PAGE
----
How do you feel when your plans change?

1 Nov

How do you feel when your plans change?

Yesterday, I had a monthly networking meeting that is important to me to attend. I was running late for it, as my son decided to come with me at the last minute, so I had to wait for him to get dressed. So, I was set up to feel some frustration.

Finally, heading over the bridge into the city at around 8:20 a.m., Siri told us that the traffic would be bad because there was going to be a parade for the SF Giants. They had just won the World Series and, of course, the city’s fans would be honoring them, but that little factoid hadn’t crossed my mind. Siri also said Market Street would be blocked off by 9:00 a.m. I secretly prided myself for accidentally getting in under the wire!

It was also threatening to rain. And Critical Mass, the bike-riding group, was going to be riding down Market Street later that day, after the parade. None of these were things I had factored into my travel plan. I, generally, do check the game schedules. But, with the season over, didn’t think about the post-win events and how they might impact my plan.

At the time we were driving over the bridge, amazingly, the traffic wasn’t too bad and we remarked about how we were probably getting in before it became the predicted nightmare. By now, we’d turned on the radio and heard about how the BART would be packed, practical suggestions about parking, and we noticed traffic helicopters appearing in the sky. Giants fans would likely come out, despite the rain. And, sure enough, once this concept filtered into our reticular activating systems, we noticed that we were driving alongside several cars with the little Giants flags attached to them, waving as we all breezed over the bridge.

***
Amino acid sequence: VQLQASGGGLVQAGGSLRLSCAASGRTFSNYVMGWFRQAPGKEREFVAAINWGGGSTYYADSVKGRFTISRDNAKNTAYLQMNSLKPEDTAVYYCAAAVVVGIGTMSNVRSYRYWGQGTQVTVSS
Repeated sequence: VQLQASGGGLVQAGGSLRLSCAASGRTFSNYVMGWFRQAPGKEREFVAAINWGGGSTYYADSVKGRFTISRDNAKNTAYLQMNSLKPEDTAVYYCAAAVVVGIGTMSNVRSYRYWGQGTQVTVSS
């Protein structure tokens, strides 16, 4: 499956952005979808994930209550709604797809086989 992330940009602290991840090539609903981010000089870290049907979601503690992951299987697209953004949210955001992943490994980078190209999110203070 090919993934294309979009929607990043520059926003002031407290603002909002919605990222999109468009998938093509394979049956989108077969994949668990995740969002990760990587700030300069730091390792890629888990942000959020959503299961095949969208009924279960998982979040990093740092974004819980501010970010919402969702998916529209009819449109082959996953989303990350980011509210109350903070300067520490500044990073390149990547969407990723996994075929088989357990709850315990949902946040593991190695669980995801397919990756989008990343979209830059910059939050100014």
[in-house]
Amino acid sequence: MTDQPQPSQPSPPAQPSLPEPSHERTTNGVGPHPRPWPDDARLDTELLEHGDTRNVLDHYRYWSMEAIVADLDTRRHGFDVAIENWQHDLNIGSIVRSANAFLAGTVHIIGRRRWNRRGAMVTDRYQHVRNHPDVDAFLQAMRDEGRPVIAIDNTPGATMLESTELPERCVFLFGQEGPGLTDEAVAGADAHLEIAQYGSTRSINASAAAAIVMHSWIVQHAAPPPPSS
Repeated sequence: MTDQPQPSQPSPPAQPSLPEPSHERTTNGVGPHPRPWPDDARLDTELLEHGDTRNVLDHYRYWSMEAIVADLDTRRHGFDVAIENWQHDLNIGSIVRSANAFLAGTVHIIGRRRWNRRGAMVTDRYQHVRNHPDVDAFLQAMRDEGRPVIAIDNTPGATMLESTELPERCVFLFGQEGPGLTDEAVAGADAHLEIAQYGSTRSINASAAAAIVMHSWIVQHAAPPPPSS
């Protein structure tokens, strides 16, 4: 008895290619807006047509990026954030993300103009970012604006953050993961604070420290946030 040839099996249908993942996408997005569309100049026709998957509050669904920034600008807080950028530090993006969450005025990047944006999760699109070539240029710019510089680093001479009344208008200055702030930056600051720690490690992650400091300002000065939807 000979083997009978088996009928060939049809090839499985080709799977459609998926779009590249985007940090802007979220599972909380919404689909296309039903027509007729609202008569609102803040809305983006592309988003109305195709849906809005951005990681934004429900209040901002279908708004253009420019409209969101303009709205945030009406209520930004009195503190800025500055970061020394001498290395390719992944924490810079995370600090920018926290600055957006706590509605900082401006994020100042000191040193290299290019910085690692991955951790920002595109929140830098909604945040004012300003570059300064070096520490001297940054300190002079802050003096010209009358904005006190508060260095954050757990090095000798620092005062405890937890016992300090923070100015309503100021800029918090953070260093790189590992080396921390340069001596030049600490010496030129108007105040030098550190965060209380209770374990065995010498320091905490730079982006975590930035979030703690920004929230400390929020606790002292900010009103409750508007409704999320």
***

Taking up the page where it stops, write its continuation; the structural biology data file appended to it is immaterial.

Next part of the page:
The exit went smoothly, too. So, I was congratulating myself on my incredible luck, having found that perfect eye-of-the-needle in getting into the city on what was, formerly unbeknownst to me, doomed to be a very challenging traffic day. I dropped my husband off at his job and proceeded to head towards Market Street, only to be met with barricades. My first thought was, “Hey! It’s not nine a.m. yet!” and I felt myself getting a little agro. I quickly calculated that by the time I found a place to cross Market, I’d miss my intended gathering altogether. So, I dumped the plan entirely.

I texted the leader of the gathering to apologize for not making it, texted my next appointment (also in the city) to reschedule. And headed back to Oakland. And the rain came down hard.

Because it was now a rainy day (hadn’t started out looking like it from my side of the Bay), I decided to make chicken soup, so had to stop at the store for the ingredients, and I moved into thinking about getting ready for the Trick-or-Treaters that would be showing up at the end of the afternoon. …wondered about how many we might have, as the rain would likely deter some.

I don’t know why exactly, but dumping the plan felt deliciously victorious. There was still much to accomplish, but the pace of my day was significantly altered for the better and I really enjoyed whatever else I had to do which included several errands (including picking up Halloween candy which, of course, I’d left to the last minute), some writing for work, organizing an upcoming media campaign….

A friend was going to come by to pick up a book. Instead, I was able to invite her to stay for some soup.

I felt badly about missing the gathering. At the same time, there was so much enjoyment in doing the rest of what I had planned at a less hectic pace.

One opportunity was lost. Another was gained. Oddly, those barricades opened up time.





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